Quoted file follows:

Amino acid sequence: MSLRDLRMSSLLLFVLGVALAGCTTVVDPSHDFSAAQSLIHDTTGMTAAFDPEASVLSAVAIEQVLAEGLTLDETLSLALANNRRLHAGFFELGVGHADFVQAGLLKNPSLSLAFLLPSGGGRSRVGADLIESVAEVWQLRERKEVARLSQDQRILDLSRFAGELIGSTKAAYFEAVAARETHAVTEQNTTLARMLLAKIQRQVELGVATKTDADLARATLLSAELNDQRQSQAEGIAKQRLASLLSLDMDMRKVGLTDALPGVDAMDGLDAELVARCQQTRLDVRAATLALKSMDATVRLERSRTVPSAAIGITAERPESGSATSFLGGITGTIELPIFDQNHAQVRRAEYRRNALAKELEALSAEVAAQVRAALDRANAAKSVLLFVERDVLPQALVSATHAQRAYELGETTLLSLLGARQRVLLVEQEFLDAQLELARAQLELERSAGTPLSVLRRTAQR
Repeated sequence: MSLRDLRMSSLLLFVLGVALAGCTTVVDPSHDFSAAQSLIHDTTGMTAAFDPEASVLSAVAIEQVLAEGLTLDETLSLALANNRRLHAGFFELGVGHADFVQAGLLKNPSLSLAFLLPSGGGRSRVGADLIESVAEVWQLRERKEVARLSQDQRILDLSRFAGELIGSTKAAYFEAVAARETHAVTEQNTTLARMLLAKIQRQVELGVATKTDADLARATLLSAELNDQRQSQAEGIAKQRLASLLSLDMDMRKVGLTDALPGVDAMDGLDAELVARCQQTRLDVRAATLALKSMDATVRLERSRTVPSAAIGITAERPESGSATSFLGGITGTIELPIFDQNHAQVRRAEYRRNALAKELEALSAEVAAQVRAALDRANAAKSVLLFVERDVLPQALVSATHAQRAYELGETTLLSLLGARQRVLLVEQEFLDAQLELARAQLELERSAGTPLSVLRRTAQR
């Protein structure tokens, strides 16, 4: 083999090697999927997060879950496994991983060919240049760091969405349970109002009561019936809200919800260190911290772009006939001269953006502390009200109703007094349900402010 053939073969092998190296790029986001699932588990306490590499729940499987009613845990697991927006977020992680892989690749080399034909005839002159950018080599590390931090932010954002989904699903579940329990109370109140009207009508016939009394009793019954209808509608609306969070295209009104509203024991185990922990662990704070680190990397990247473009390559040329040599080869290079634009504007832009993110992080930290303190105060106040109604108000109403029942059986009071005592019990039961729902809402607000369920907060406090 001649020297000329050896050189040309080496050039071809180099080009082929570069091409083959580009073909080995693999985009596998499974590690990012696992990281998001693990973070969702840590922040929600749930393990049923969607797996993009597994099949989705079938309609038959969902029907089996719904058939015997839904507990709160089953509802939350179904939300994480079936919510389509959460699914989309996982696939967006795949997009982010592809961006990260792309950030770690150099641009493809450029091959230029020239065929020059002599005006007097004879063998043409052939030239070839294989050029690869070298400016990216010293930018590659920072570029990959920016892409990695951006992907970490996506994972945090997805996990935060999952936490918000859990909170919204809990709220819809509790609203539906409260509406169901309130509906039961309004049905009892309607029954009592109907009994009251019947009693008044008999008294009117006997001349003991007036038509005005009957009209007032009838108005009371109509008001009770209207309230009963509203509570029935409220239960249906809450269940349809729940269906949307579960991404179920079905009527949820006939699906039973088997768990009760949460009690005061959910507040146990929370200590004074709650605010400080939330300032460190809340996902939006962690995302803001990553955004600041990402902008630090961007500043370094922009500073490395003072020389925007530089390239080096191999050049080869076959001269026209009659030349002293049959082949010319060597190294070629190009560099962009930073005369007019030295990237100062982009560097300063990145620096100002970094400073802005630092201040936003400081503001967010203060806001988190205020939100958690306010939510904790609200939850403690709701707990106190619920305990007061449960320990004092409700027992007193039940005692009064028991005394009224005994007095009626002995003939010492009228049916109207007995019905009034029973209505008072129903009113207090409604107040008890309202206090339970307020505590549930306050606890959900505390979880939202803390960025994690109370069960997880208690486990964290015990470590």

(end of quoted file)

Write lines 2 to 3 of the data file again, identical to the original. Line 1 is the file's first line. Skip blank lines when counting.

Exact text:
Repeated sequence: MSLRDLRMSSLLLFVLGVALAGCTTVVDPSHDFSAAQSLIHDTTGMTAAFDPEASVLSAVAIEQVLAEGLTLDETLSLALANNRRLHAGFFELGVGHADFVQAGLLKNPSLSLAFLLPSGGGRSRVGADLIESVAEVWQLRERKEVARLSQDQRILDLSRFAGELIGSTKAAYFEAVAARETHAVTEQNTTLARMLLAKIQRQVELGVATKTDADLARATLLSAELNDQRQSQAEGIAKQRLASLLSLDMDMRKVGLTDALPGVDAMDGLDAELVARCQQTRLDVRAATLALKSMDATVRLERSRTVPSAAIGITAERPESGSATSFLGGITGTIELPIFDQNHAQVRRAEYRRNALAKELEALSAEVAAQVRAALDRANAAKSVLLFVERDVLPQALVSATHAQRAYELGETTLLSLLGARQRVLLVEQEFLDAQLELARAQLELERSAGTPLSVLRRTAQR
């Protein structure tokens, strides 16, 4: 083999090697999927997060879950496994991983060919240049760091969405349970109002009561019936809200919800260190911290772009006939001269953006502390009200109703007094349900402010 053939073969092998190296790029986001699932588990306490590499729940499987009613845990697991927006977020992680892989690749080399034909005839002159950018080599590390931090932010954002989904699903579940329990109370109140009207009508016939009394009793019954209808509608609306969070295209009104509203024991185990922990662990704070680190990397990247473009390559040329040599080869290079634009504007832009993110992080930290303190105060106040109604108000109403029942059986009071005592019990039961729902809402607000369920907060406090 001649020297000329050896050189040309080496050039071809180099080009082929570069091409083959580009073909080995693999985009596998499974590690990012696992990281998001693990973070969702840590922040929600749930393990049923969607797996993009597994099949989705079938309609038959969902029907089996719904058939015997839904507990709160089953509802939350179904939300994480079936919510389509959460699914989309996982696939967006795949997009982010592809961006990260792309950030770690150099641009493809450029091959230029020239065929020059002599005006007097004879063998043409052939030239070839294989050029690869070298400016990216010293930018590659920072570029990959920016892409990695951006992907970490996506994972945090997805996990935060999952936490918000859990909170919204809990709220819809509790609203539906409260509406169901309130509906039961309004049905009892309607029954009592109907009994009251019947009693008044008999008294009117006997001349003991007036038509005005009957009209007032009838108005009371109509008001009770209207309230009963509203509570029935409220239960249906809450269940349809729940269906949307579960991404179920079905009527949820006939699906039973088997768990009760949460009690005061959910507040146990929370200590004074709650605010400080939330300032460190809340996902939006962690995302803001990553955004600041990402902008630090961007500043370094922009500073490395003072020389925007530089390239080096191999050049080869076959001269026209009659030349002293049959082949010319060597190294070629190009560099962009930073005369007019030295990237100062982009560097300063990145620096100002970094400073802005630092201040936003400081503001967010203060806001988190205020939100958690306010939510904790609200939850403690709701707990106190619920305990007061449960320990004092409700027992007193039940005692009064028991005394009224005994007095009626002995003939010492009228049916109207007995019905009034029973209505008072129903009113207090409604107040008890309202206090339970307020505590549930306050606890959900505390979880939202803390960025994690109370069960997880208690486990964290015990470590």